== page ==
Leonardo Maldonado Fullstack developer. JavaScript, React, TypeScript, GraphQL.

Lazy loading using the Intersection Observer API

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Lazy Loading Using Intersection Observer API

Lazy loading is a technique that allows us to delay loading nonessential content in our application until after the initial page load. By loading only the most essential content at first and loading the remaining content when it is needed by the user, we can reduce the bundle size of our application, saving valuable seconds when a user first deploys our application.

There are many different ways to add lazy loading in modern applications, but one of the most frequently used is infinite scroll. The content of the page is already rendered, and more content is loaded as the user scrolls down the page.

We can also utilize lazy loading through a technique called code splitting. Often used in React applications, it helps us to reduce our bundle size by splitting the code of our application into lazily loaded parts.

In this tutorial, we’ll apply the lazy loading technique in our vanilla JavaScript applications using the Intersection Observer API.

Using the Intersection Observer API

As the web has evolved throughout the years, browsers have gained more support, newer features, and newer APIs. Something that used to be a pain point for web developers was creating any kind of functionality dependent on a specific DOM element’s position visibility.

Previously, browsers didn’t have any API for checking the visibility of an element, and we had to rely on solutions like JavaScript and jQuery. It was very difficult to implement a solution to this problem. Modern browsers are making our lives easier by implementing new APIs that update on a daily basis. The Intersection Observer API is one of them.

The Intersection Observer API provides a way to observe changes in the intersection of a specific element. We can use this API to check the visibility of specific elements in our applications without having to create messy codes and work-around functionalities.

Intersection Observer Api Browser Viewport Example

The Intersection Observer API can be used in a variety ways:

  • Lazy loading images or other content when the page is scrolled
  • Implementing infinite scrolling
  • Checking element visibility for advertisements to calculate revenues
  • Telling the browser to only execute the code once the element is visible at the viewport

Now, we’ll use the IntersectionObserver interface to create a new observer and keep track of changes in the intersection of a target element:

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let observer = new IntersectionObserver(callback, options);

The first argument of the IntersectionObserver is a callback function that is called when our target element intersects our device viewport or a specific element. The second argument is an object that we call options. This object is responsible for controlling the circumstances of how your callback is invoked and has the following fields:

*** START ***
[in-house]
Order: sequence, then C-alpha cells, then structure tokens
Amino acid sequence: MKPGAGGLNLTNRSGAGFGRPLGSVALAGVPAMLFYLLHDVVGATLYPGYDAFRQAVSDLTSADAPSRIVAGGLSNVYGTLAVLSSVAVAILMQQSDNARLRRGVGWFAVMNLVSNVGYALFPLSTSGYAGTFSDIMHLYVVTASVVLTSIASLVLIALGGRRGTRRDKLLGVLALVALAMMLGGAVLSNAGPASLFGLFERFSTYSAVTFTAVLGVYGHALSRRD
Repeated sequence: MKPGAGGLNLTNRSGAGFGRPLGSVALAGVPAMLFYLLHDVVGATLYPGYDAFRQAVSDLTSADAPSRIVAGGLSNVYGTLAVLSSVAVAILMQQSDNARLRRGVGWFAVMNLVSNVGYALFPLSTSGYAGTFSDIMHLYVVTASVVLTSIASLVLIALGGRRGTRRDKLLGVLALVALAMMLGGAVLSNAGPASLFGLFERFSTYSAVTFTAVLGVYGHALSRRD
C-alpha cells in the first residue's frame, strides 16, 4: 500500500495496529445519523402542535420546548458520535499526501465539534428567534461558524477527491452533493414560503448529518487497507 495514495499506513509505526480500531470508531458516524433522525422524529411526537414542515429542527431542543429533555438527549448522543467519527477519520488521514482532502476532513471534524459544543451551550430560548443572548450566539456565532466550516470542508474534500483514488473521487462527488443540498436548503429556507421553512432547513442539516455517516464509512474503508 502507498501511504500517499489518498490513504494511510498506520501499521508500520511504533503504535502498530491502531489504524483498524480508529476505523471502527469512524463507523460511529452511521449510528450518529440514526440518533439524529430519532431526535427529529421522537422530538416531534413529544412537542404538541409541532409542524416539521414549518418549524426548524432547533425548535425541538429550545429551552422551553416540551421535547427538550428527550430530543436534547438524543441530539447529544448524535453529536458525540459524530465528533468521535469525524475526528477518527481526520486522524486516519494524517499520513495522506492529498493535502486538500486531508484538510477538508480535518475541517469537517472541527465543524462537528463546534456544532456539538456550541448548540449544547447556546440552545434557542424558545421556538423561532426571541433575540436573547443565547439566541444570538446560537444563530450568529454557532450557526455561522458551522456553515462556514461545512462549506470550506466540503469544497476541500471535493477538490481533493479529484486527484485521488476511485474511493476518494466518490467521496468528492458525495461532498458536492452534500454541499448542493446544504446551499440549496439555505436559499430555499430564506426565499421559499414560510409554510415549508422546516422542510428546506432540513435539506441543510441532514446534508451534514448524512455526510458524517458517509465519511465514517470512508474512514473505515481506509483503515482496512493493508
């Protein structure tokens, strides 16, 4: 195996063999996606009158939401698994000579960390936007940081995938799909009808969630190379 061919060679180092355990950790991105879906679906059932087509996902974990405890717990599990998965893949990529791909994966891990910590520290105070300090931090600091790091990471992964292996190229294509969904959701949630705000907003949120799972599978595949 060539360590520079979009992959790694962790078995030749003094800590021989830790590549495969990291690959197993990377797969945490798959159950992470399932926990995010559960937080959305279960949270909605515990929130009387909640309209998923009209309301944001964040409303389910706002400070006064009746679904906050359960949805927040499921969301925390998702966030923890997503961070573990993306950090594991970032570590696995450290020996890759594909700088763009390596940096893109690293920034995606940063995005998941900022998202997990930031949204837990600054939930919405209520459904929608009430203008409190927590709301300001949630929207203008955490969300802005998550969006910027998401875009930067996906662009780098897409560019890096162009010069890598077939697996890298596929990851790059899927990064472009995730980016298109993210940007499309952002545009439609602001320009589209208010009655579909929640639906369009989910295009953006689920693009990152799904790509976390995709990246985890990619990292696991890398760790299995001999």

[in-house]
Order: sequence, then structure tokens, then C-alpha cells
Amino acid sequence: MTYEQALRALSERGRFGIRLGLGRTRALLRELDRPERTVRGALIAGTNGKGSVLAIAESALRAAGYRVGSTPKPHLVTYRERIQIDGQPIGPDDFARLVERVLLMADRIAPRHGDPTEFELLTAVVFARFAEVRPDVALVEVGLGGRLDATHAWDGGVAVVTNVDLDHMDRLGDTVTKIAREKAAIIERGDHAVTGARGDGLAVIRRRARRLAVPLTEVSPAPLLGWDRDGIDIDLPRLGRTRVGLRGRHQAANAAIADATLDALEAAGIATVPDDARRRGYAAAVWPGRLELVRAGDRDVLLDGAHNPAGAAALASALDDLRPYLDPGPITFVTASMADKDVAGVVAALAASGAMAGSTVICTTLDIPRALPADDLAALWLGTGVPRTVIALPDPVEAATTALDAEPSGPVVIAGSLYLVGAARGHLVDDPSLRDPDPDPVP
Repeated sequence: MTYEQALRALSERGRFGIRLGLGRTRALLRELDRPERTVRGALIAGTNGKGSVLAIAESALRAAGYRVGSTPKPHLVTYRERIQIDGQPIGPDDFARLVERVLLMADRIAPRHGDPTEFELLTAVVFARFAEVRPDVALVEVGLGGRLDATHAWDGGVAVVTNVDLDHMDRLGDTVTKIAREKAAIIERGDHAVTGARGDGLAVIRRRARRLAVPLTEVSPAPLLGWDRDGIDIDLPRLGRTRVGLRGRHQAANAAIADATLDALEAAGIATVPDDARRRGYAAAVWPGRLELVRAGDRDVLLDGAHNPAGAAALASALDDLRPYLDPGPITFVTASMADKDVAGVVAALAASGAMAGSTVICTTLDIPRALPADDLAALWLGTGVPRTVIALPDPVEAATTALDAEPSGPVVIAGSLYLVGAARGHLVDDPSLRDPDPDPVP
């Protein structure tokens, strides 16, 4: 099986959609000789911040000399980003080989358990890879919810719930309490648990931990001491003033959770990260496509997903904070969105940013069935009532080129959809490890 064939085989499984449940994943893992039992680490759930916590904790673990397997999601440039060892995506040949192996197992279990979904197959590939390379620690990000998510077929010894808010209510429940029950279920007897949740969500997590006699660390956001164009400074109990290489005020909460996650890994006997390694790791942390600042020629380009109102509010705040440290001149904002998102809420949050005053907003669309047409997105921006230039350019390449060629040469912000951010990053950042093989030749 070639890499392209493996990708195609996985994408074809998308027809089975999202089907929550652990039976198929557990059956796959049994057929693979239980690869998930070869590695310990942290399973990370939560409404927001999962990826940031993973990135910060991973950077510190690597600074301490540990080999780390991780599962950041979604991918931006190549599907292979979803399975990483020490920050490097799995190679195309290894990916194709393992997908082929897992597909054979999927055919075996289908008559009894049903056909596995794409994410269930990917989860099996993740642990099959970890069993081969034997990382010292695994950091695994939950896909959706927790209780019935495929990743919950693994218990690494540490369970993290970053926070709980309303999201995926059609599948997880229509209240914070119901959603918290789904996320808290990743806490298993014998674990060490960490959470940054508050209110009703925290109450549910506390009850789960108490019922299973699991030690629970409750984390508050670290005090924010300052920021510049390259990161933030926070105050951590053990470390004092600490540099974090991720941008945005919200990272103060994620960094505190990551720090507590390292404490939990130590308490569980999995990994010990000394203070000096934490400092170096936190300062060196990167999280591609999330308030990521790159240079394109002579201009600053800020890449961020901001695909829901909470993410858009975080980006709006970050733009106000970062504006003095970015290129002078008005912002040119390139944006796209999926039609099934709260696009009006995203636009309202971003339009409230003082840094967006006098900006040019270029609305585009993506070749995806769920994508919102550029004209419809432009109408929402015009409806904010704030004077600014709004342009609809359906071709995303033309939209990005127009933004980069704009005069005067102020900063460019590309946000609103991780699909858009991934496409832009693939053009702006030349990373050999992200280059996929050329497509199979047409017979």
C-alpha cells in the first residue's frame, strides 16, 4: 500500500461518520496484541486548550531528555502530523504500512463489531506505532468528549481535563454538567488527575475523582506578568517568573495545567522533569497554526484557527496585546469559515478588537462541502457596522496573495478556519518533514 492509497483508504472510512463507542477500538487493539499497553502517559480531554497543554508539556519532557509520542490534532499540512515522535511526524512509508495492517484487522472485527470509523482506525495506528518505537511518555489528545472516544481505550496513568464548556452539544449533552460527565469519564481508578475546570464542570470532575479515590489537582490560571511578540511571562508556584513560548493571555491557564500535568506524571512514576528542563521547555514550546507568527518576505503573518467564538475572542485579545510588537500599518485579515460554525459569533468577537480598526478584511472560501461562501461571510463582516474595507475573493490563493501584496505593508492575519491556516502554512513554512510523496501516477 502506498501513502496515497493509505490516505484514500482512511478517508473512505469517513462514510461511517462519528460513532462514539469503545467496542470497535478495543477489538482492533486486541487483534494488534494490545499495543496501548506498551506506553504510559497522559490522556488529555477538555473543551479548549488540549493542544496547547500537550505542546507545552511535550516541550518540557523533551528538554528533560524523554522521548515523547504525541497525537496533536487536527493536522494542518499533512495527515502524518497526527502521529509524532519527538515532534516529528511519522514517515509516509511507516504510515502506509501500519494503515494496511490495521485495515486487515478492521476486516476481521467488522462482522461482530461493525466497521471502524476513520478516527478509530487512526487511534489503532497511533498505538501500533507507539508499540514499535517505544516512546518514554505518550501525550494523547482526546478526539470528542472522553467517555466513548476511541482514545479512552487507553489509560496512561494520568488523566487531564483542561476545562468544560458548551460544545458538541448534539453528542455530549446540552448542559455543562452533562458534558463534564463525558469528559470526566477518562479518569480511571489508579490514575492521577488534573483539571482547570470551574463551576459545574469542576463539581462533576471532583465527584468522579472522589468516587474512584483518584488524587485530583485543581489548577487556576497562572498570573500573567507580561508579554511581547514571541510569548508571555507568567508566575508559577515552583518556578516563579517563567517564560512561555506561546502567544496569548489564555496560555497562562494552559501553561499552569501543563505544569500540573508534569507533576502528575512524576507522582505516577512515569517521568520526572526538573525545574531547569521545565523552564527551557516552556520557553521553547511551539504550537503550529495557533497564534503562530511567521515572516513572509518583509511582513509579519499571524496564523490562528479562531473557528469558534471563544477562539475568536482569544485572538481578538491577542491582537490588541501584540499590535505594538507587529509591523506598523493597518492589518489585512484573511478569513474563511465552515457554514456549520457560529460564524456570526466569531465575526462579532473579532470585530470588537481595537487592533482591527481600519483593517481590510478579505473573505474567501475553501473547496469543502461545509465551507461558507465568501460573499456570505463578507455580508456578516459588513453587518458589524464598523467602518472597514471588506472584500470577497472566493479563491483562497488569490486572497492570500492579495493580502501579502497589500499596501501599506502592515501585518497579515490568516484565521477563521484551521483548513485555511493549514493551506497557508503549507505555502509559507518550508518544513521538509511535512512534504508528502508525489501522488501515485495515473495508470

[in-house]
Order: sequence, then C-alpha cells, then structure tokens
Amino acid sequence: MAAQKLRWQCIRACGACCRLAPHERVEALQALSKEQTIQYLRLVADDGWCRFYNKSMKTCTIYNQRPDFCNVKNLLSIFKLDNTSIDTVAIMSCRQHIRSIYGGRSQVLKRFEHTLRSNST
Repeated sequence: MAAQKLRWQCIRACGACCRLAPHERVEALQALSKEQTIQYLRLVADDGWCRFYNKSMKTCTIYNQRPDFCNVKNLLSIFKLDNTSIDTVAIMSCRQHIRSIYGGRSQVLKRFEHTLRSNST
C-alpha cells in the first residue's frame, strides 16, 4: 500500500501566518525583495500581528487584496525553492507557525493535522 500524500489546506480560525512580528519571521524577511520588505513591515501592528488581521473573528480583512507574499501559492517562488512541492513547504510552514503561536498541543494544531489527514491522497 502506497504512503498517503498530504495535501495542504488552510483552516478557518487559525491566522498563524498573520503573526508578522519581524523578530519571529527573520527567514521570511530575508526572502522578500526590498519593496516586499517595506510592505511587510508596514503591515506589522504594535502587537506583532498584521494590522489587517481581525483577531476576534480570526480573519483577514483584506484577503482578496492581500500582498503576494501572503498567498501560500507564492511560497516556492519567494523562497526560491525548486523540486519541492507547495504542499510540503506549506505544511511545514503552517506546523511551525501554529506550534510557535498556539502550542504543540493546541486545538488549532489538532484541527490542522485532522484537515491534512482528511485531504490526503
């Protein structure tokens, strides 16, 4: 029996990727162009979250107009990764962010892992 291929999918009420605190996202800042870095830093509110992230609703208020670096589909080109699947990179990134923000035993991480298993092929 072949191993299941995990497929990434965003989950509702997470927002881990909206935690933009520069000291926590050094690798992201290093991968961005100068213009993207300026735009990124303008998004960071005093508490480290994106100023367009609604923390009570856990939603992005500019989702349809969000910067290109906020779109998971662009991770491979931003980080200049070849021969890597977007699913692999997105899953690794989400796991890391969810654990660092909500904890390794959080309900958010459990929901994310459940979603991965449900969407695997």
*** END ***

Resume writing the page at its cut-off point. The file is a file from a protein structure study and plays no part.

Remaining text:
• root : the element that was set as the viewport for checking the visibility of the target. This element should be an ancestor of the target element
  • rootMargin : the defined margin around the root element. This element can receive CSS values such as pixels or percentages
  • thresold : a number or an array of numbers that indicates what percentage of the target’s visibility the observer’s callback function should invoke

Intersection Observer Fields Root Rootmargin Threshold

Let’s create our first observer using the Intersection Observer API.

We’ll have an object called options where we’ll pass the options for our observer. Then we’ll create our first observer by creating a new IntersectionObserver and passing a callback function:

const options = {
  root: document.querySelector(".container"),
  rootMargin: "10px",
  threshold: 0.5
};
const myFirstObserver = new IntersectionObserver((elements) => {
  elements.forEach((element) => console.log("element", element));
}, options);

Now, we need to get our target element, which we will observe:

const target = document.querySelector(".header");

After that, we use the observe method to observe changes in the intersection of a target element:

observer.observe(target);

This is what our final code looks like:

const options = {
  root: document.querySelector(".container"),
  rootMargin: "10px",
  threshold: 0.5
};
const observer = new IntersectionObserver((elements) => {
  elements.forEach((element) => console.log("element", element));
}, options);
const target = document.querySelector(".header");
observer.observe(target);

There are a couple of things that we need to remember when using the Intersection Observer API:

  • When the target meets a threshold, the callback function will be invoked and receive a list of IntersectionObserverEntry objects
  • In the second argument of the IntersectionObserver interface, if you don’t set the root element, it will default to the browser viewport or null
  • The target element should be within the DOM tree of the root element
  • The IntersectionObserver interfaces do not allow you to observe more than one element at a time. To observe multiple, you will have to iterate and observe them one by one